If he raises his voice - he screams.

If he speaks normally - you cannot understand what he says.

If he talks about Heaven - he is a modernist.

If he talks about hell - he is a Jansenist.

If he talks about the cross - he is an integrist.

If he asks for donations - he is greedy.

If he doesn't ask for donations - his bank account should be checked.

If he doesn't organize a party - the parish is dead.

If he speaks to the parishioners after Mass - he is not pious.

If he stays to pray after Mass - he is not interested in his parishioners.

If he keeps people in the confessional too long - he gets people tired and causes scandal.

If he hears confessions quickly - he does away with the Sacrament.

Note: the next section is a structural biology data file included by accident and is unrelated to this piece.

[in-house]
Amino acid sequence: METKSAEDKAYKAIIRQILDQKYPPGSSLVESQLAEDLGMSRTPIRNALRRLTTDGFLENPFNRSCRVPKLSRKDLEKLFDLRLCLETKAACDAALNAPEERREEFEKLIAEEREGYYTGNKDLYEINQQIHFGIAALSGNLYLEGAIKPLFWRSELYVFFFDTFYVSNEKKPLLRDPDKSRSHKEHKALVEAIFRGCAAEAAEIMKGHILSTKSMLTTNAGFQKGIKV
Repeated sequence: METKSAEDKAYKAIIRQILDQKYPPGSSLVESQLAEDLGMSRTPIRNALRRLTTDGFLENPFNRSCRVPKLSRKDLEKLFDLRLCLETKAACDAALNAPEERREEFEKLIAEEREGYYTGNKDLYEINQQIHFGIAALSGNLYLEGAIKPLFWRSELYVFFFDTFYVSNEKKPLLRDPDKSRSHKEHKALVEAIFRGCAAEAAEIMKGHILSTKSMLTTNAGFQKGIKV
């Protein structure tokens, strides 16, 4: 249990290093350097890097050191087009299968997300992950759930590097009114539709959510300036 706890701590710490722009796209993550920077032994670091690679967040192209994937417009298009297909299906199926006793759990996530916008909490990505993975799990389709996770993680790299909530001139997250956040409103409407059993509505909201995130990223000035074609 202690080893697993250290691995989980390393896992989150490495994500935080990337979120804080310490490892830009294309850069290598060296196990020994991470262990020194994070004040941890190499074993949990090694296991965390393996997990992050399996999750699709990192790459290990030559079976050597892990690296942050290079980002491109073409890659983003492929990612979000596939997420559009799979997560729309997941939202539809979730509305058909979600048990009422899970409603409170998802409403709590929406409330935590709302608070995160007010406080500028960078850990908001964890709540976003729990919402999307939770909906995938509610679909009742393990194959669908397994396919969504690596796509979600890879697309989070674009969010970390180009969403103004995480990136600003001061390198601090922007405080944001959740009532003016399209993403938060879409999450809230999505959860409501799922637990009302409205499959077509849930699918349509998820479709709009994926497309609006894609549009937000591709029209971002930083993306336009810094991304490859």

If he starts Mass on time - his watch is ahead.

If he fixes up the Chapel - he wastes people's money.

If he doesn't fix up the Chapel - he doesn't care about the Chapel.

If he looks after the youth - he wants them in the convent.

If he looks after the married couples - he does not care about vocations.

If he is young - he lacks experience.If he is old - he should retire.

If he is in between - he is in a critical age.

Do as he may - or even if he does nothing - he will never be right!

But if he leaves who will take his place?*

So starting next Easter Sunday I'll begin a new campaign: for 100 days -- from April 12 through July 21 -- I'll offer a daily rosary for my parish priest, for the Pope, and for all the priests from whom I have received the sacraments. You're invited to join me with a daily prayer of your own.

Hoc est bellum.

* My apologies for the lack of attribution on this list of Ifs; it's just something that made its way to my in-box one day. If someone can provide the source I'll gladly give credit.